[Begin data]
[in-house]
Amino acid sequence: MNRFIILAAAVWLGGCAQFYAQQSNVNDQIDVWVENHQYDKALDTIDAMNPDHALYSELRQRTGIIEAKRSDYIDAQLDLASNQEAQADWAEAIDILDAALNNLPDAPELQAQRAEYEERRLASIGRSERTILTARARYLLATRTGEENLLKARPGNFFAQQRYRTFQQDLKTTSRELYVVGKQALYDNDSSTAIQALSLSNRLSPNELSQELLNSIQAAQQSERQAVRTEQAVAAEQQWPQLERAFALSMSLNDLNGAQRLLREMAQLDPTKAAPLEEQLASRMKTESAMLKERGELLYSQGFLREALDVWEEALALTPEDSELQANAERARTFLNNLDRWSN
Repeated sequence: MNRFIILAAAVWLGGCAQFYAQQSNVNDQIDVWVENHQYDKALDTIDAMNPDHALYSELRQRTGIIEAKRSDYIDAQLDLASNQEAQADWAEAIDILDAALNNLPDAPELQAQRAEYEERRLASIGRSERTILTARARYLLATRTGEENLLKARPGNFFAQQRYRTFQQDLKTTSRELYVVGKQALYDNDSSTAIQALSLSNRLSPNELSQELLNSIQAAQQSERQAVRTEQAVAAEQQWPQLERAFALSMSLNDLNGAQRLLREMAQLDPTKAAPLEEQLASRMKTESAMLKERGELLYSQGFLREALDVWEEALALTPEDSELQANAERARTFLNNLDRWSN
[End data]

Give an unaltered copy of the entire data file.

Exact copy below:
[in-house]
Amino acid sequence: MNRFIILAAAVWLGGCAQFYAQQSNVNDQIDVWVENHQYDKALDTIDAMNPDHALYSELRQRTGIIEAKRSDYIDAQLDLASNQEAQADWAEAIDILDAALNNLPDAPELQAQRAEYEERRLASIGRSERTILTARARYLLATRTGEENLLKARPGNFFAQQRYRTFQQDLKTTSRELYVVGKQALYDNDSSTAIQALSLSNRLSPNELSQELLNSIQAAQQSERQAVRTEQAVAAEQQWPQLERAFALSMSLNDLNGAQRLLREMAQLDPTKAAPLEEQLASRMKTESAMLKERGELLYSQGFLREALDVWEEALALTPEDSELQANAERARTFLNNLDRWSN
Repeated sequence: MNRFIILAAAVWLGGCAQFYAQQSNVNDQIDVWVENHQYDKALDTIDAMNPDHALYSELRQRTGIIEAKRSDYIDAQLDLASNQEAQADWAEAIDILDAALNNLPDAPELQAQRAEYEERRLASIGRSERTILTARARYLLATRTGEENLLKARPGNFFAQQRYRTFQQDLKTTSRELYVVGKQALYDNDSSTAIQALSLSNRLSPNELSQELLNSIQAAQQSERQAVRTEQAVAAEQQWPQLERAFALSMSLNDLNGAQRLLREMAQLDPTKAAPLEEQLASRMKTESAMLKERGELLYSQGFLREALDVWEEALALTPEDSELQANAERARTFLNNLDRWSN